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This past Sunday was Pentecost.  It marks the transition of the liturgical year into Ordinary Time, which lasts all the way up to Advent.

Pentecost marks the birth of the church, with the key story found in Acts 2.  It’s the one where they were all together in one room “and suddenly from heaven there came a sound like the rush of a violent wind, and it filled the entire house where they were sitting.”  What sounded like wind looked like tongues of fire, with each person getting a piece of the flame.  Then a different sound: they all started to speak in other languages....

 

Monday was a great BREAD Nehemiah Action, with green-shirt-clad CMCers joining 2,500+ folks from 40+ congregations around Franklin County, mixing some critical yeast with critical mass.  There are many good things in motion, including the newest issue: safe, affordable housing for the 54,000 households in Franklin County who currently pay over 50% of their income toward rent or mortgage.  The city of Columbus is beginning to outline a 10 year plan to address the problem, and BREAD will be at the table.

At the Action I was asked to speak about justice from a Mennonite...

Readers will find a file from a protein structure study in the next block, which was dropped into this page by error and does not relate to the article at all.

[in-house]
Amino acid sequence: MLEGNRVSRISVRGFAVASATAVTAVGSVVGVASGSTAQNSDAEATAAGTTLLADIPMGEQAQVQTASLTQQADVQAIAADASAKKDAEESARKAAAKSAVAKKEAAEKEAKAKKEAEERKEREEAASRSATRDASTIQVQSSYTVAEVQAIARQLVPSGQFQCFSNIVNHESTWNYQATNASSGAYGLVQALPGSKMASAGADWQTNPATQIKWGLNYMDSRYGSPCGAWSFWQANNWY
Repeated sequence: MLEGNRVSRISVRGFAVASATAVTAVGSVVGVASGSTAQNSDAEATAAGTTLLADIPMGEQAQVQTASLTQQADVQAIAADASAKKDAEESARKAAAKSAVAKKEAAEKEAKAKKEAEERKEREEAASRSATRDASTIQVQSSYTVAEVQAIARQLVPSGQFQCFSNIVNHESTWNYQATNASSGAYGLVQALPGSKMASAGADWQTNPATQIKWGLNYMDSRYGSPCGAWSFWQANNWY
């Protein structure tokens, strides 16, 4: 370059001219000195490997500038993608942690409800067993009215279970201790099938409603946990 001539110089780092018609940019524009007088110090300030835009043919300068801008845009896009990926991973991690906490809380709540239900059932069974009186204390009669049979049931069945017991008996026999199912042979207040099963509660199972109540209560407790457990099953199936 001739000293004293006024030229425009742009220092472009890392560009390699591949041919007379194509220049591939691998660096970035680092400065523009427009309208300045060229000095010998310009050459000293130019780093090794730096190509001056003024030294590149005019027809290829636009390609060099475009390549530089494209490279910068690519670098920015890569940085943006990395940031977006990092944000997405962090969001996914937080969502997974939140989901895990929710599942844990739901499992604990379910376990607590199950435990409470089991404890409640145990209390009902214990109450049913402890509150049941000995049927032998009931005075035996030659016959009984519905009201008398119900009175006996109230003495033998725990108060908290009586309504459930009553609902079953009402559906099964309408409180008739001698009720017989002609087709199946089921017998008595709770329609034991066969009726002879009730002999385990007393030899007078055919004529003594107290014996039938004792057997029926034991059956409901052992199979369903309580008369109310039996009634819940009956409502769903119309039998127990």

The church subscribes to a quarterly publication called Leader.  We distribute copies to various folks in leadership positions.  The theme of the most recent edition is Conflict.

One of the essays is by Richard Blackburn, long time director of the Lombard Mennonite Peace Center.  He notes that conflict is inherently emotionally charged.  A healthy response includes recognizing those emotions and, rather than distancing oneself from their source, to remain relationally connected with the other and approach them with curiosity.  His phrase for this is “moving toward...

 

Recently I’ve been reading from a book by Cynthia Lindner titled Varieties of Gifts: Multiplicity and the Well-Lived Pastoral Life.  She teaches at the University of Chicago Divinity School.  It’s a book about pastoral ministry, but much of it applies to anyone attempting adulthood.

One of the ideas I’ve found helpful is this: “Lively, functioning adult selves are always emerging from whatever sense of identity we’ve achieved” (p. 96).  Rather than a solid and continuous form of identity as the crowning achievement of adulthood – I’m a business...

I didn’t hear about spiritual direction until I went to seminary.  There I heard about this unique kind of relationship one can form with a spiritual director, and what is meant by “direct.”  Rather than being a therapeutic relationship or counseling, spiritual directors are trained at directing another’s attention toward areas in one’s life that might be fertile ground for growth.  Each director has a different style, but they all are skilled listeners.  The “spiritual” part of direction is the connectivity that one’s life has with oneself, others, and that mysterious reality we call God...

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